INDYCAR also confirmed an update to the qualification format that allows a competitor that suffers a hardship in qualifying at the conclusion of Saturday, May 17th an opportunity to make the starting field during Sunday qualifications. This revision would also permit teams that want to bring new entries forward after qualifying on Saturday an opportunity to compete for a position in the race. In both cases, these teams would be restricted to the last row of the field.
“As our qualifying format evolves we continue to evaluate what is best for the competitors,” Walker explained. “We realized the need to provide teams that suffer an unexpected hardship on Saturday a second chance to make the Indianapolis 500. The changes apply primarily for cars that crash or suffer a mechanical failure during their Saturday qualifying run. Ultimately, we will capture the fastest 33 cars and that’s who will make the race.”
At the conclusion of Saturday’s qualifications, positions 31-33 will be provisional and those cars, plus any entry not already in the field that has declared its intention to qualify to INDYCAR prior to 7 p.m. (EST) on Saturday – will participate in a separate qualification session on Sunday to determine the 11th row on the grid.
Sunday’s qualifying will include three separate group sessions:
• Group One (10:15-12:15 p.m. EST) – Determines starting positions 10-30;
• Group Two (12:45-1:30 p.m. EST) – Determines positions 31-33; and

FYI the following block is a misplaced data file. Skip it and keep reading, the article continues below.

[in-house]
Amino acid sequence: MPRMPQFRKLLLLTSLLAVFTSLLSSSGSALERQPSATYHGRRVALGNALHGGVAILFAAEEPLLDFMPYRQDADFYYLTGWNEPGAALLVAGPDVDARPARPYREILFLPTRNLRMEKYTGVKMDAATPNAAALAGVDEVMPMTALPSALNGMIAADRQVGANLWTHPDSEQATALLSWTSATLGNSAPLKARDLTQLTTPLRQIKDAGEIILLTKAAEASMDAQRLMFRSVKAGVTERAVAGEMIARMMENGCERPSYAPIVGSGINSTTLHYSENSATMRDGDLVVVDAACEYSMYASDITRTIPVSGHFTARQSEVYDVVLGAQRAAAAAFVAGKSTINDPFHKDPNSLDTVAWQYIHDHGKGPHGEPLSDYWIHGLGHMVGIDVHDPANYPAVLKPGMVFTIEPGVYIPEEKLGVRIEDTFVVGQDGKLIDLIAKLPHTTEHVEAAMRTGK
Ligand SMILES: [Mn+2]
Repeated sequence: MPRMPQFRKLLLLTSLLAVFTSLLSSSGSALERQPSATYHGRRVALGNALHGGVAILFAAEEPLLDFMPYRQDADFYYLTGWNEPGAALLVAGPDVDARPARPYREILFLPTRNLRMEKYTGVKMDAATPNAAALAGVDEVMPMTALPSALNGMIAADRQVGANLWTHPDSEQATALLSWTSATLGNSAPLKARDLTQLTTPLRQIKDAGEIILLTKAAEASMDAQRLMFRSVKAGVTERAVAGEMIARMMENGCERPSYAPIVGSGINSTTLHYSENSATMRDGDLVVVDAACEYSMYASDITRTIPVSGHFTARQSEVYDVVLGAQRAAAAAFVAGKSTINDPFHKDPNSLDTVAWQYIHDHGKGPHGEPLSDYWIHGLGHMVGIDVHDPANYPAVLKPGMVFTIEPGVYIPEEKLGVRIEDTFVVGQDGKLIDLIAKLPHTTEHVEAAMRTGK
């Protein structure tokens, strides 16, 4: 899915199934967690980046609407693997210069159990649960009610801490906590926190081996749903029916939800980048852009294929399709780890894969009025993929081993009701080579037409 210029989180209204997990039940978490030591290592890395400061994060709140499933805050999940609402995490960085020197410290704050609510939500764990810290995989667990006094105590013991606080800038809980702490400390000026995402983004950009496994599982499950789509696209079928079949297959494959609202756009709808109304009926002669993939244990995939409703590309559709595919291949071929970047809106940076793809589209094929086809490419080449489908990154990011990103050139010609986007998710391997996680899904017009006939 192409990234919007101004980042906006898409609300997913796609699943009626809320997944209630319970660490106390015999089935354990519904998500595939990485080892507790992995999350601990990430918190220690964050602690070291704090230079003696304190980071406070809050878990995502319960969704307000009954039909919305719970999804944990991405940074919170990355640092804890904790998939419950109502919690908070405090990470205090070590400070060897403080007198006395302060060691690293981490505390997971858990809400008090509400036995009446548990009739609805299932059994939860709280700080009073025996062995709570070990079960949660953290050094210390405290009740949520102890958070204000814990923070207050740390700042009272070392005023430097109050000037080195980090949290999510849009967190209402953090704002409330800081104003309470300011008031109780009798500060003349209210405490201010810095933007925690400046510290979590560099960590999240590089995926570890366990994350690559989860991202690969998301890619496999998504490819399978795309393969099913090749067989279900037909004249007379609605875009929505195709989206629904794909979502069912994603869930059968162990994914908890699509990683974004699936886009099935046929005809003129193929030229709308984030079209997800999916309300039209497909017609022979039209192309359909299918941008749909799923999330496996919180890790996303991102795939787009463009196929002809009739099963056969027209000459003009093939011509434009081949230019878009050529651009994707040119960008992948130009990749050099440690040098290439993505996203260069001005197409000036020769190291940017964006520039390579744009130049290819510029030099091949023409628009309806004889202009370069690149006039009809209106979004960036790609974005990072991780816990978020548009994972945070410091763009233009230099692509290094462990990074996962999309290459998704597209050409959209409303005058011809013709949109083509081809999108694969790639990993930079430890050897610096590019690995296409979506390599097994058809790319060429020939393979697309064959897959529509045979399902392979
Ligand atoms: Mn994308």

• The Fast Nine Shootout (2:00-2:45 p.m. EST) – Determines the Verizon P1 Award winner and first three rows of the race.
Fans will be able to track their favorite drivers’ progress as they attempt to qualify for “The Greatest Spectacle in Racing” with ABC’s extensive coverage. The network will televise qualifications live from 4-6 p.m. (ET) Saturday, May 17, and 1-3 p.m. (ET) Sunday, May 18, in addition to the 98th Running of the Indianapolis 500, marking its 50th consecutive year of coverage of the race. Additional hours of qualifying will be carried on ESPN3, ESPN’s multi-screen live sports network, with the full schedule to be announced at a later date.
Photo and Data courtesy of IndyCar
Billy Coy (Mickey Rooney) is from Carrell in California and wants to be a racecar driver. He manages to get hired as a mechanic by Arthur “Red” Stanley (Thomas Mitchell) at his garage, after mentioning that he is the son of a famous driver “Cannonball” Coy, who had died in an accident at the Indianapolis 500 a few years back. Red used to be a mechanic working for Cannonball, and still has the hots for his widow, Billy’s mother, Mary (Spring Byington).